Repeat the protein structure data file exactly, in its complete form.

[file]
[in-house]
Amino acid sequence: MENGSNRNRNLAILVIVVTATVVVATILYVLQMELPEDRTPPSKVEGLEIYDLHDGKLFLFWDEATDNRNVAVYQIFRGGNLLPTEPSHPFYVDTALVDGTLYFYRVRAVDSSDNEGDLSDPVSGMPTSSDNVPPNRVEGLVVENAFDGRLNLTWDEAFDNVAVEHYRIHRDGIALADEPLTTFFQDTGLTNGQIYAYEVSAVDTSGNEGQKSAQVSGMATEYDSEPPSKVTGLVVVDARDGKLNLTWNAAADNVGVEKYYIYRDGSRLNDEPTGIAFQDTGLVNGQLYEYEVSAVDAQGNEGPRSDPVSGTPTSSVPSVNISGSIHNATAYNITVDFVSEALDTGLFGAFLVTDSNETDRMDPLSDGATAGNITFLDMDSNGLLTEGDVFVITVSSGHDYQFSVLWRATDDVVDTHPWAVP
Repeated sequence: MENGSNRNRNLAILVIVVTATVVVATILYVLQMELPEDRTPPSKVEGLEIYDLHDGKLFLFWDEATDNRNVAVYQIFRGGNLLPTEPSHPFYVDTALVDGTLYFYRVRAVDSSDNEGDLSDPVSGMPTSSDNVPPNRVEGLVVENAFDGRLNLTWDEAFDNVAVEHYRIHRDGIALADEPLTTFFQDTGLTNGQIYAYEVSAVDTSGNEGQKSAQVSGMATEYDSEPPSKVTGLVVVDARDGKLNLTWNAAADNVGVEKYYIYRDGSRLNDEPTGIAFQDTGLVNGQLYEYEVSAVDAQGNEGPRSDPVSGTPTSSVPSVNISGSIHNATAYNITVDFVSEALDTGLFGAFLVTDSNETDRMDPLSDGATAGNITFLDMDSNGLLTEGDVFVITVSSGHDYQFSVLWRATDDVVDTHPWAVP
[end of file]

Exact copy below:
[in-house]
Amino acid sequence: MENGSNRNRNLAILVIVVTATVVVATILYVLQMELPEDRTPPSKVEGLEIYDLHDGKLFLFWDEATDNRNVAVYQIFRGGNLLPTEPSHPFYVDTALVDGTLYFYRVRAVDSSDNEGDLSDPVSGMPTSSDNVPPNRVEGLVVENAFDGRLNLTWDEAFDNVAVEHYRIHRDGIALADEPLTTFFQDTGLTNGQIYAYEVSAVDTSGNEGQKSAQVSGMATEYDSEPPSKVTGLVVVDARDGKLNLTWNAAADNVGVEKYYIYRDGSRLNDEPTGIAFQDTGLVNGQLYEYEVSAVDAQGNEGPRSDPVSGTPTSSVPSVNISGSIHNATAYNITVDFVSEALDTGLFGAFLVTDSNETDRMDPLSDGATAGNITFLDMDSNGLLTEGDVFVITVSSGHDYQFSVLWRATDDVVDTHPWAVP
Repeated sequence: MENGSNRNRNLAILVIVVTATVVVATILYVLQMELPEDRTPPSKVEGLEIYDLHDGKLFLFWDEATDNRNVAVYQIFRGGNLLPTEPSHPFYVDTALVDGTLYFYRVRAVDSSDNEGDLSDPVSGMPTSSDNVPPNRVEGLVVENAFDGRLNLTWDEAFDNVAVEHYRIHRDGIALADEPLTTFFQDTGLTNGQIYAYEVSAVDTSGNEGQKSAQVSGMATEYDSEPPSKVTGLVVVDARDGKLNLTWNAAADNVGVEKYYIYRDGSRLNDEPTGIAFQDTGLVNGQLYEYEVSAVDAQGNEGPRSDPVSGTPTSSVPSVNISGSIHNATAYNITVDFVSEALDTGLFGAFLVTDSNETDRMDPLSDGATAGNITFLDMDSNGLLTEGDVFVITVSSGHDYQFSVLWRATDDVVDTHPWAVP